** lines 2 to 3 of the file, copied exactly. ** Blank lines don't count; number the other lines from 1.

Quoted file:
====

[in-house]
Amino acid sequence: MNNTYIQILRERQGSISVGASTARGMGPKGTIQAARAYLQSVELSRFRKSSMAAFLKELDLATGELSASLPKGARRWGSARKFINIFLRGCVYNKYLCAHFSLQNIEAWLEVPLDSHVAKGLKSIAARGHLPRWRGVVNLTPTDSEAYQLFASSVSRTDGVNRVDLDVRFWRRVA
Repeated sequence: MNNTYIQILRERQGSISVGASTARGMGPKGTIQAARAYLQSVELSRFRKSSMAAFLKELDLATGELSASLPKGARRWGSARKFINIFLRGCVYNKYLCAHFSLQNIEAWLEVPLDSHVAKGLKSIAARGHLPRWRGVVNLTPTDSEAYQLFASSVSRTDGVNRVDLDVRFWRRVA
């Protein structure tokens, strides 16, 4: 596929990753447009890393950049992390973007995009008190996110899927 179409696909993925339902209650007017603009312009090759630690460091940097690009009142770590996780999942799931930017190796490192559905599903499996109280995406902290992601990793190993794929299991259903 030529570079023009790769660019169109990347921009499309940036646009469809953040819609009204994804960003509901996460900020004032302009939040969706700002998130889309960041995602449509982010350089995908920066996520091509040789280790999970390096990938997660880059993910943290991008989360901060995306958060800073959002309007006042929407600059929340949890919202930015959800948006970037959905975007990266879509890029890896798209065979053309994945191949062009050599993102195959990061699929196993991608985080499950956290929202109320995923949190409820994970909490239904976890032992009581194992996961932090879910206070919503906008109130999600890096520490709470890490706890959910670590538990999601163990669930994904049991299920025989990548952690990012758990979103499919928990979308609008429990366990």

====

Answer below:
Amino acid sequence: MNNTYIQILRERQGSISVGASTARGMGPKGTIQAARAYLQSVELSRFRKSSMAAFLKELDLATGELSASLPKGARRWGSARKFINIFLRGCVYNKYLCAHFSLQNIEAWLEVPLDSHVAKGLKSIAARGHLPRWRGVVNLTPTDSEAYQLFASSVSRTDGVNRVDLDVRFWRRVA
Repeated sequence: MNNTYIQILRERQGSISVGASTARGMGPKGTIQAARAYLQSVELSRFRKSSMAAFLKELDLATGELSASLPKGARRWGSARKFINIFLRGCVYNKYLCAHFSLQNIEAWLEVPLDSHVAKGLKSIAARGHLPRWRGVVNLTPTDSEAYQLFASSVSRTDGVNRVDLDVRFWRRVA